By THOMAS FLOYD
Nick Rimando remembers a young, raw Chris Schuler breaking in with Real Salt Lake in 2010 as a third-round pick out of Creighton. His first impression of the 6-foot-4 defender?
“He couldn’t kick a ball straight,” the veteran goalkeeper quipped.
Oh how things change. Three years later, Schuler, 25, is an emerging presence at centerback in MLS. Those around him boast that every aspect of his game continues to evolve. Positioning. Awareness. Confidence. And, of course, distribution.
“He has gotten much, much better with the ball,” coach Jason Kreis said. “Both his short passing — what he sees in transition, that first pass that goes forward into the right place — and his switching balls have been much better.
“And that’s because of him, because he’s the type of guy that wants to work on that stuff every day after practice. You actually have to hold him back from doing too much work.”
It’s that drive toward improvement, along with Schuler’s considerable physical gifts, that made Salt Lake comfortable shipping former All-Star centerback Jamison Olave to the New York Red Bulls during the offseason.
After two years biding his time behind Olave and Nat Borchers, Schuler has earned a full-time starting spot, making him a key piece of the RSL 2.0 puzzle.
“It’s great to know that I’ve put in three years of work here and they appreciate it and they respect it,” Schuler said, “and they’re willing to move ahead with me in order to give me a chance to show what I can do.”
Not too long ago, such dependence on Schuler would have been far-fetched. He logged just 243 minutes in all competitions during his rookie year as he developed his game in training, slowly earning the coaching staff’s trust.
He broke out during his sophomore campaign, appearing in 20 regular season matches and three playoff contests. Although injuries limited him to 13 games last year, observing how far he’s come and, more importantly, how much room he still has to grow made dealing Olave a justifiable choice.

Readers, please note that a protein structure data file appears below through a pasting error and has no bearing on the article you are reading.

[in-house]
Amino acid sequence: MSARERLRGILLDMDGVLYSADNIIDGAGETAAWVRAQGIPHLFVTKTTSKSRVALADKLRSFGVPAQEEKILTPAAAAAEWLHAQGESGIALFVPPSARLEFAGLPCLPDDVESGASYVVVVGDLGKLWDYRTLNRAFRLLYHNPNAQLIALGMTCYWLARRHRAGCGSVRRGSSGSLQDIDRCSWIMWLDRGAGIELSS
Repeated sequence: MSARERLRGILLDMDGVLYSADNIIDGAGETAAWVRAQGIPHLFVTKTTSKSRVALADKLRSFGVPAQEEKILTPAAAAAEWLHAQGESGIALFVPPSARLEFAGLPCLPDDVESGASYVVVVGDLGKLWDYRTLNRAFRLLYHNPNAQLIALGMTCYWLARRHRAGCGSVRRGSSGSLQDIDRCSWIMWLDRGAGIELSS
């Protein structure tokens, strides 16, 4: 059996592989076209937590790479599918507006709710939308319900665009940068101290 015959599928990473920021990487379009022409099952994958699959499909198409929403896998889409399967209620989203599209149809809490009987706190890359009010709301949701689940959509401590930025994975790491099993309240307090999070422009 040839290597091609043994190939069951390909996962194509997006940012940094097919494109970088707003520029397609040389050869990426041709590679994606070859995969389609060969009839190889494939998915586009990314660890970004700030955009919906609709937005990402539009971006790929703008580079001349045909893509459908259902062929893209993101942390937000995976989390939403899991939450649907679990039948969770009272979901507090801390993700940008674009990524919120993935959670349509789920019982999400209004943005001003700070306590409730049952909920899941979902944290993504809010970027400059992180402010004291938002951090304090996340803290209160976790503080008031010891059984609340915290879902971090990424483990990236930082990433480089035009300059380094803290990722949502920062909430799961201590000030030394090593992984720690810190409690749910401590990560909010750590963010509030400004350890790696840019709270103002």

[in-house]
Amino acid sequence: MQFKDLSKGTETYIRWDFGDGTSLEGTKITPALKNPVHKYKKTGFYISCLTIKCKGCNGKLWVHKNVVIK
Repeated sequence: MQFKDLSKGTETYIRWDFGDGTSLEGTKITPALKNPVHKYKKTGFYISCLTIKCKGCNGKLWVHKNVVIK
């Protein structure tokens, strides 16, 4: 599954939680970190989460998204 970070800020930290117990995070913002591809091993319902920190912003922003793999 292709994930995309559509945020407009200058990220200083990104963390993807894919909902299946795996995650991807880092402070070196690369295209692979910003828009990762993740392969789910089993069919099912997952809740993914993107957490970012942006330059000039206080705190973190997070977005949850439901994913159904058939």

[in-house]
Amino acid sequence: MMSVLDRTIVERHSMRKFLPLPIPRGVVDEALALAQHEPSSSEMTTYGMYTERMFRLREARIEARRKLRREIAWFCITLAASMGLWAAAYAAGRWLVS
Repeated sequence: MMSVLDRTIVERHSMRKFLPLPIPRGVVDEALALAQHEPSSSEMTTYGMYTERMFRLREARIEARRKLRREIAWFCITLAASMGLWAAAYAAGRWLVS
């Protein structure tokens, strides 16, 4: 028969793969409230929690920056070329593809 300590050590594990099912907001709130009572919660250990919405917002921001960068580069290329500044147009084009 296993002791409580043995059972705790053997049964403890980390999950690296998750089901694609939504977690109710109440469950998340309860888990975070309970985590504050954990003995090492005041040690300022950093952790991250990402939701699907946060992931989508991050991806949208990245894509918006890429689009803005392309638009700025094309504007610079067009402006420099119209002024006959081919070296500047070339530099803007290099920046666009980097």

“Every aspect of his game still needs to be sharpened up,” Rimando said. “The good thing about him is he’d say the same thing. He wants to get better, and that’s why he’s in the position he’s at.”
One hindrance to Schuler’s development has been his injury concerns. Late in his rookie year, a broken bone in his right foot snuffed any chance he had to contribute down the stretch. And a stress fracture in his left foot kept him out of action for more than three months last season.
As Schuler said, “It was extremely frustrating, but you just do what you do to get back. You can’t make it too negative.”
Yet Kreis, on the other hand, managed to find a silver lining.
“I think it’s hurt him a little bit,” Kreis said. “But maybe those injuries were a blessing in disguise because maybe he didn’t play some of the games he would have and wasn’t thrust into too many pressure situations when he wasn’t ready for it.”
With Borchers sidelined by a quad ailment, Schuler has started the 2013 season partnering alongside fellow fourth-year player Kwame Watson-Siriboe. In two road games against the prolific attacks of the San Jose Earthquakes (first in goals scored last season) and D.C. United (fourth), Salt Lake has allowed just one goal while returning home with a respectable split.
For Schuler, knowing the everyday starter role is his to lose means he must get used to a different approach. But that’s one adjustment he’s more than happy to make.
“You’ve got to handle your business,” Schuler said. “You’re used to fighting for a spot, and now I kind of have one. So it’s a little bit different mentality to always be accountable.”